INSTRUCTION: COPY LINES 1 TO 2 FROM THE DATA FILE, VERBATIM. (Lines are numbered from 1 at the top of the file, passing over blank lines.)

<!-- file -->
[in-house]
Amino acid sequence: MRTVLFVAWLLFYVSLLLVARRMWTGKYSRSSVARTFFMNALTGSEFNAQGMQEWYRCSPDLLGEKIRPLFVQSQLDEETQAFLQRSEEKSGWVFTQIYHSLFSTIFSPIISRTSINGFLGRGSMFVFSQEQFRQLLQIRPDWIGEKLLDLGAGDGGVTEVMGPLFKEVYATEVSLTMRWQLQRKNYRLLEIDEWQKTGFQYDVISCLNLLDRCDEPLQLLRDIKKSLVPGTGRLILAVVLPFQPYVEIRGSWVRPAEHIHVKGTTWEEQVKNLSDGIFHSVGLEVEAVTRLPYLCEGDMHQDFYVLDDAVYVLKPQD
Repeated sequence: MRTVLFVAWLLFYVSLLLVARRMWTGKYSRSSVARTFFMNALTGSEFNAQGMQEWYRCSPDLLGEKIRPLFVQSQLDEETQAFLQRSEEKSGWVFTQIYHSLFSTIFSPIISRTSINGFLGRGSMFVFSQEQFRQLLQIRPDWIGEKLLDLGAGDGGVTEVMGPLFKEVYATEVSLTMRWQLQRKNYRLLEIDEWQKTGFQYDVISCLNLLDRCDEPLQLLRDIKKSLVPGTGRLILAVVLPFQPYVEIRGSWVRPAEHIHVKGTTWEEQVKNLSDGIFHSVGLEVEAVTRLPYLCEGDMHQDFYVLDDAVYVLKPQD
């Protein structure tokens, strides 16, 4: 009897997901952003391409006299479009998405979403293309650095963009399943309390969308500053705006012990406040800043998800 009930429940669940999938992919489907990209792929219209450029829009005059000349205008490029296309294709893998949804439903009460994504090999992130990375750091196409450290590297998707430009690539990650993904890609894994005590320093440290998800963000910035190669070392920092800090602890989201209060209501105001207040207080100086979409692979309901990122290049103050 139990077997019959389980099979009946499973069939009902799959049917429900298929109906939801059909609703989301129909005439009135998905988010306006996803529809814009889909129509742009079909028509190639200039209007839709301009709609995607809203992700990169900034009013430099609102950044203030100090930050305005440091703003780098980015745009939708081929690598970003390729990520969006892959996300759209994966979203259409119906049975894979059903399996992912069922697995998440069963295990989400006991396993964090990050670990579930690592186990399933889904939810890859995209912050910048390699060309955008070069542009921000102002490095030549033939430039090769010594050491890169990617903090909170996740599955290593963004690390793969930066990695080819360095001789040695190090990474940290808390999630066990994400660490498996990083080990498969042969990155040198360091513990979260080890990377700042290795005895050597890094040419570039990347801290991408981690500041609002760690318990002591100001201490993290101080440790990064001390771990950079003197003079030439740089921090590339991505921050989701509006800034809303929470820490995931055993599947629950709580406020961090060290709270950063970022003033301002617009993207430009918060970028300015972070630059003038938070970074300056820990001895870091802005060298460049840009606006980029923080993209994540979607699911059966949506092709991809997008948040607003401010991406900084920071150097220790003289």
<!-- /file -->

[in-house]
Amino acid sequence: MRTVLFVAWLLFYVSLLLVARRMWTGKYSRSSVARTFFMNALTGSEFNAQGMQEWYRCSPDLLGEKIRPLFVQSQLDEETQAFLQRSEEKSGWVFTQIYHSLFSTIFSPIISRTSINGFLGRGSMFVFSQEQFRQLLQIRPDWIGEKLLDLGAGDGGVTEVMGPLFKEVYATEVSLTMRWQLQRKNYRLLEIDEWQKTGFQYDVISCLNLLDRCDEPLQLLRDIKKSLVPGTGRLILAVVLPFQPYVEIRGSWVRPAEHIHVKGTTWEEQVKNLSDGIFHSVGLEVEAVTRLPYLCEGDMHQDFYVLDDAVYVLKPQD